how not to do customer service

How To Not To Do Customer Service

by on July 29, 2011

I encountered a situation with our web host today which was a great lesson for how not to do customer service. Here's what happened... I woke up this morning to discover that our all of our websites down. I checked a few things on our end and realized that it was not an issue of ours, but with our web host. I entered a "911" priority customer service ticket letting them know what the issue was and expecting them to quickly look into it.

Our web host also has a server status page on their website where they can update their customers of any service issues. I took a look at it and did not see any current issues listed. I was aware that they were migrating everyone older servers to newer servers, but it was supposed to have been done three days prior and the websites were only supposed to be down for 5 minutes in the middle of the night.

Bad Customer Service cartoon

After over an hour of patiently waiting, I could see that my customer support ticket still had not even been assigned to anyone. I clicked on their online chat to try and get some answers. Unfortunately, the chat agent proceeded to tell me that they did not handle customer support through chat, just sales and billing issues. I tried to call them, but their phone system said that they were not currently answering customer support phone calls.

After several hours, the issue finally got resolved and our websites were back up. Apparently, they did the server migration days after they were supposed to and ran into an issue which caused everyone's website to go down. I understand that these things happen from time to time in the IT world, but what was handled really badly was their customer service. Here are the mistakes that they made...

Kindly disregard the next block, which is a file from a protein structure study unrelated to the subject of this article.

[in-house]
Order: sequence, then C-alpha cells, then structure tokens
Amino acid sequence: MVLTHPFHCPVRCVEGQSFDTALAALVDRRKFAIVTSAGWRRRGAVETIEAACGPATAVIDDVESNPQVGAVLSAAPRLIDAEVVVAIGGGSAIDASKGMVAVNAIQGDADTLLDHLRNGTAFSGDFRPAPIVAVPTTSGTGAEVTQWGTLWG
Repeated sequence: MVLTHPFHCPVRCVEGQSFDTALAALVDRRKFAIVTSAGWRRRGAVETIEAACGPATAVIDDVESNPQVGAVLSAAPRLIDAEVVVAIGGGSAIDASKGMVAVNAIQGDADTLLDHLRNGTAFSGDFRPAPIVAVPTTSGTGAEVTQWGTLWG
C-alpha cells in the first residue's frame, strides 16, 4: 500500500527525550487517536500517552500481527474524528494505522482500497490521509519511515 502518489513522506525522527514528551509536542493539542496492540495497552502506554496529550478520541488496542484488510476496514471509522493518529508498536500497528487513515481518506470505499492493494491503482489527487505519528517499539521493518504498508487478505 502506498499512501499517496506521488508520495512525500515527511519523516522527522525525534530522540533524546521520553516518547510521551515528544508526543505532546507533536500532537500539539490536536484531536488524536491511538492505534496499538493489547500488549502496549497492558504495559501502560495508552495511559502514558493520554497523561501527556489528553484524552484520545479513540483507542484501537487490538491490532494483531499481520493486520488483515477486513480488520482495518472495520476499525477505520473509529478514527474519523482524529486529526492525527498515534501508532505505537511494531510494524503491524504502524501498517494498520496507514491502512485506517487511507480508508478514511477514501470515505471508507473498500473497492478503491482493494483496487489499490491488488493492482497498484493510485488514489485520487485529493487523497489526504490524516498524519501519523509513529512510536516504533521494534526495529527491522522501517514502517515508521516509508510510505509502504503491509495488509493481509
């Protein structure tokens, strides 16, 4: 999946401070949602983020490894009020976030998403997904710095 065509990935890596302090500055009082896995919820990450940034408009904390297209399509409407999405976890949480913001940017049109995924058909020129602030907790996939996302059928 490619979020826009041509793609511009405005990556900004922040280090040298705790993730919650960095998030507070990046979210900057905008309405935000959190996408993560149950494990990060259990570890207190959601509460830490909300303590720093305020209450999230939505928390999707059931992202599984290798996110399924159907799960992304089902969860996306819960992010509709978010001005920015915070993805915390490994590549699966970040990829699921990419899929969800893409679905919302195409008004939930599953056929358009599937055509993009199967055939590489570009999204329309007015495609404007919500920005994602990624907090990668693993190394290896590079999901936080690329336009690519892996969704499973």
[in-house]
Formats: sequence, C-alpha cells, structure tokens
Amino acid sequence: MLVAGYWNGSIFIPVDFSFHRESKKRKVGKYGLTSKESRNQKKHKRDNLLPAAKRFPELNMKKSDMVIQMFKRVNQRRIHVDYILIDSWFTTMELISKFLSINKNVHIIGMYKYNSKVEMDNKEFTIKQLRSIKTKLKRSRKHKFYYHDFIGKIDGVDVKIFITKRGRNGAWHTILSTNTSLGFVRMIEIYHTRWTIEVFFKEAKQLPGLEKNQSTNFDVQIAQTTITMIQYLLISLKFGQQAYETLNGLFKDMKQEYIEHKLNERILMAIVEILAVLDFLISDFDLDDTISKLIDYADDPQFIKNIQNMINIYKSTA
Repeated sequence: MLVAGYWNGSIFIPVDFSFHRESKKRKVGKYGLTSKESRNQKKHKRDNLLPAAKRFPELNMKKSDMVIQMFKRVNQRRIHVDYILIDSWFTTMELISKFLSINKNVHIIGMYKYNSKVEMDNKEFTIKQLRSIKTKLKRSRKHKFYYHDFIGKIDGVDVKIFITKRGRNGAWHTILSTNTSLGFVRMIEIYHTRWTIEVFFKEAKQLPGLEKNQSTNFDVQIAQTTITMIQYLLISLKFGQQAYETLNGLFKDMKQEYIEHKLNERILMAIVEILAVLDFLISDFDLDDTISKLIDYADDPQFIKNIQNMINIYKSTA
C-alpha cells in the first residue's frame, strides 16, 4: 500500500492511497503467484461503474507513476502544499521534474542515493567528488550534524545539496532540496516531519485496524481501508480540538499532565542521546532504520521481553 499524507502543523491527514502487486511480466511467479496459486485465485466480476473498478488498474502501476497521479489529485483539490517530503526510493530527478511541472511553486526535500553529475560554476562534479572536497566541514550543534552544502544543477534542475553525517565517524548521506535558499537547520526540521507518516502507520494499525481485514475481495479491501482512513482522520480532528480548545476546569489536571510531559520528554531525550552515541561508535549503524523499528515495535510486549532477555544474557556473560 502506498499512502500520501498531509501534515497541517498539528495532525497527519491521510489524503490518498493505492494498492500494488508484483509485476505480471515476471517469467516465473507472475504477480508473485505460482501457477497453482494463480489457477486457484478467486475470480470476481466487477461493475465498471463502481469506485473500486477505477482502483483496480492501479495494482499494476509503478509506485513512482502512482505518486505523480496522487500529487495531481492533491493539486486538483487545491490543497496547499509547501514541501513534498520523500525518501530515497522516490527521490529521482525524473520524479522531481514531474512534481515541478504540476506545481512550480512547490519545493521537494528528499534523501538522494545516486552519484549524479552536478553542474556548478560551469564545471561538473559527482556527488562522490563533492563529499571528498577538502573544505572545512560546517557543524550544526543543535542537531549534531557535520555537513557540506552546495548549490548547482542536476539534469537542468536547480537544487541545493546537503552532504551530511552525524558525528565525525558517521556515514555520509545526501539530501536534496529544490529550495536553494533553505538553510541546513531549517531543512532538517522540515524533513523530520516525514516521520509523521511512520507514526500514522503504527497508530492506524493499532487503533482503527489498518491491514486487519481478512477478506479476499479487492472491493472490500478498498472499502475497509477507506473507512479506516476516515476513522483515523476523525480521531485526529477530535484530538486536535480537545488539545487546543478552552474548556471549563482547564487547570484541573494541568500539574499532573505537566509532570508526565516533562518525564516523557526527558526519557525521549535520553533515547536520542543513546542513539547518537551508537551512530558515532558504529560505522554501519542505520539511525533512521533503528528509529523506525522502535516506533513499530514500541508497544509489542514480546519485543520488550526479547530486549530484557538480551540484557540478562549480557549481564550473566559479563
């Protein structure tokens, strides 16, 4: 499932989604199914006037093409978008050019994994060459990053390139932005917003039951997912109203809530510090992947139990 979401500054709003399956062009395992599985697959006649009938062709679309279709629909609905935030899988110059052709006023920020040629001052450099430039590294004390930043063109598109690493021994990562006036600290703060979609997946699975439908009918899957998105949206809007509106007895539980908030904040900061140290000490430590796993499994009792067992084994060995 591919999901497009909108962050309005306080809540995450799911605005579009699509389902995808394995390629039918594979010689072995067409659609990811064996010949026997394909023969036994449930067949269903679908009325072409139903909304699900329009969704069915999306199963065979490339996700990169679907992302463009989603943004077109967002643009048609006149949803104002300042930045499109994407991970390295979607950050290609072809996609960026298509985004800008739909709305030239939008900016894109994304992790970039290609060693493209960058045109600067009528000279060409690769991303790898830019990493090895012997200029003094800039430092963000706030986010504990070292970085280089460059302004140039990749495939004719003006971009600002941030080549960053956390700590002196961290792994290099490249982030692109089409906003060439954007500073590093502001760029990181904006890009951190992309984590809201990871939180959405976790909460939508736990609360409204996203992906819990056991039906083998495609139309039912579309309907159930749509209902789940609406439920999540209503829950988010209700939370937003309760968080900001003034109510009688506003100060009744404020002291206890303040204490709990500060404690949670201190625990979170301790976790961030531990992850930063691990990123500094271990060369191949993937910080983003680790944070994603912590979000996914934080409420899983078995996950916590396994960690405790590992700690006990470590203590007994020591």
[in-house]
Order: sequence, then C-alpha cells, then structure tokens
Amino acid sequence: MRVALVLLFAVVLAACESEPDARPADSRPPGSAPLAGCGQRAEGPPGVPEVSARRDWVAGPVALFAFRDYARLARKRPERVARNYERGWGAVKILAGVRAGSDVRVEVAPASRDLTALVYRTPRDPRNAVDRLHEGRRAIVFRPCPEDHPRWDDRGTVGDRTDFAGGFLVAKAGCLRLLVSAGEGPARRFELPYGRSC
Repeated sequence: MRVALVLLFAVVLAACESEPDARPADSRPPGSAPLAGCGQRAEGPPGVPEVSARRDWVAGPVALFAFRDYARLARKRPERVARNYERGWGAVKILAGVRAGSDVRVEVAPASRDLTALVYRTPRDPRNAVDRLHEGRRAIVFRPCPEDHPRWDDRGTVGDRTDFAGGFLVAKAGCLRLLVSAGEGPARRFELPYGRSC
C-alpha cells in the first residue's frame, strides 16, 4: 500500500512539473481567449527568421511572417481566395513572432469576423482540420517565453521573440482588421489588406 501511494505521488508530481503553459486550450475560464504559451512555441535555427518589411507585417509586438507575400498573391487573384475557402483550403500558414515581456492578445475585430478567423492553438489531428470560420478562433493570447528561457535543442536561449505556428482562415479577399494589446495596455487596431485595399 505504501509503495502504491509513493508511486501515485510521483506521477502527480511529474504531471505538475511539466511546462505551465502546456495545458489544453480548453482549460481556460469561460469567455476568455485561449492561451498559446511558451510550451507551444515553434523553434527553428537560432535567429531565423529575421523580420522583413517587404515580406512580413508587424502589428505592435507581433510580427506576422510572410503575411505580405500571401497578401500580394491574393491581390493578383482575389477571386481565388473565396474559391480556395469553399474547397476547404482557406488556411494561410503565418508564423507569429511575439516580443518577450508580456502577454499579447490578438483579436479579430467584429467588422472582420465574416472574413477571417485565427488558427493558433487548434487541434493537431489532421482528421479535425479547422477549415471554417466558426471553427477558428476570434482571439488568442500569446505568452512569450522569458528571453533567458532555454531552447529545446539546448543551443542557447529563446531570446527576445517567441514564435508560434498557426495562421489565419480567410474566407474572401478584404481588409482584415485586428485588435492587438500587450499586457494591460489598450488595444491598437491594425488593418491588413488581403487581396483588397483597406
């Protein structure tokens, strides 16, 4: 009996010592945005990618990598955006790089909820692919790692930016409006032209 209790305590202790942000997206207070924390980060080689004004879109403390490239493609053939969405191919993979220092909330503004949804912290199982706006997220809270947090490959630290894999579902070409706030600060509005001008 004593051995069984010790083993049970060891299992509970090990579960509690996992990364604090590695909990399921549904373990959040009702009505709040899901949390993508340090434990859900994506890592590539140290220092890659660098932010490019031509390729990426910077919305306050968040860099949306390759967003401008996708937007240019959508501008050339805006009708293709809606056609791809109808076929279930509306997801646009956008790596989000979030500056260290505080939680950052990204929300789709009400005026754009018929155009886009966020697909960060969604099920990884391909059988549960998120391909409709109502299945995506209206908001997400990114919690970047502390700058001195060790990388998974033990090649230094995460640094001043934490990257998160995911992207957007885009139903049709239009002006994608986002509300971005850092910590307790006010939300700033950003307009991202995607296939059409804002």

1. They did not update the server status on their website. This left customers wondering if the problem was with the web host or something on their own end.

2. When the going got tough, they stopped responding to customer service support tickets, emails, text messages or phone calls. They needed to at least let their customers know what was going on. They could have simply said that there was a problem with the server migration and they are looking into it.

3. They should have also updated their Facebook page and Twitter account with the current situation. People often look to these sources for up-to-date information.

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